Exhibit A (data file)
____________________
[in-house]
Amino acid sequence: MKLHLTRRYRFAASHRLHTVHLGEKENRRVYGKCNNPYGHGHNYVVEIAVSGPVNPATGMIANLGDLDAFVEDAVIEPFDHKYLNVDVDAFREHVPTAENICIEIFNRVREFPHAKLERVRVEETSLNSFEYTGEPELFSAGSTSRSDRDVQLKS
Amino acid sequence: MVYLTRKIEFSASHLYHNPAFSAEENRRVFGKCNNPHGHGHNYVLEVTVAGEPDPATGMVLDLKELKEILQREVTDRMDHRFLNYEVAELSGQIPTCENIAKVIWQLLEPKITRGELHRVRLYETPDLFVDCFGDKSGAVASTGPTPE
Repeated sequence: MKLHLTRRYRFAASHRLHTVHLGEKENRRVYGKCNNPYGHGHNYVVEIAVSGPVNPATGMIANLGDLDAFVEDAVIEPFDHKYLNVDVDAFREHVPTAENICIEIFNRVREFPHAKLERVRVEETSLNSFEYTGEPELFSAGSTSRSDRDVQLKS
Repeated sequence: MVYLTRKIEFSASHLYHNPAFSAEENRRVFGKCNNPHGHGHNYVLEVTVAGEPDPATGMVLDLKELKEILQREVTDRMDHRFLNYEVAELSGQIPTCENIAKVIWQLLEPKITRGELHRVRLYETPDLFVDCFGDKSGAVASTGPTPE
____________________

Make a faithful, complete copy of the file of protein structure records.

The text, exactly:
[in-house]
Amino acid sequence: MKLHLTRRYRFAASHRLHTVHLGEKENRRVYGKCNNPYGHGHNYVVEIAVSGPVNPATGMIANLGDLDAFVEDAVIEPFDHKYLNVDVDAFREHVPTAENICIEIFNRVREFPHAKLERVRVEETSLNSFEYTGEPELFSAGSTSRSDRDVQLKS
Amino acid sequence: MVYLTRKIEFSASHLYHNPAFSAEENRRVFGKCNNPHGHGHNYVLEVTVAGEPDPATGMVLDLKELKEILQREVTDRMDHRFLNYEVAELSGQIPTCENIAKVIWQLLEPKITRGELHRVRLYETPDLFVDCFGDKSGAVASTGPTPE
Repeated sequence: MKLHLTRRYRFAASHRLHTVHLGEKENRRVYGKCNNPYGHGHNYVVEIAVSGPVNPATGMIANLGDLDAFVEDAVIEPFDHKYLNVDVDAFREHVPTAENICIEIFNRVREFPHAKLERVRVEETSLNSFEYTGEPELFSAGSTSRSDRDVQLKS
Repeated sequence: MVYLTRKIEFSASHLYHNPAFSAEENRRVFGKCNNPHGHGHNYVLEVTVAGEPDPATGMVLDLKELKEILQREVTDRMDHRFLNYEVAELSGQIPTCENIAKVIWQLLEPKITRGELHRVRLYETPDLFVDCFGDKSGAVASTGPTPE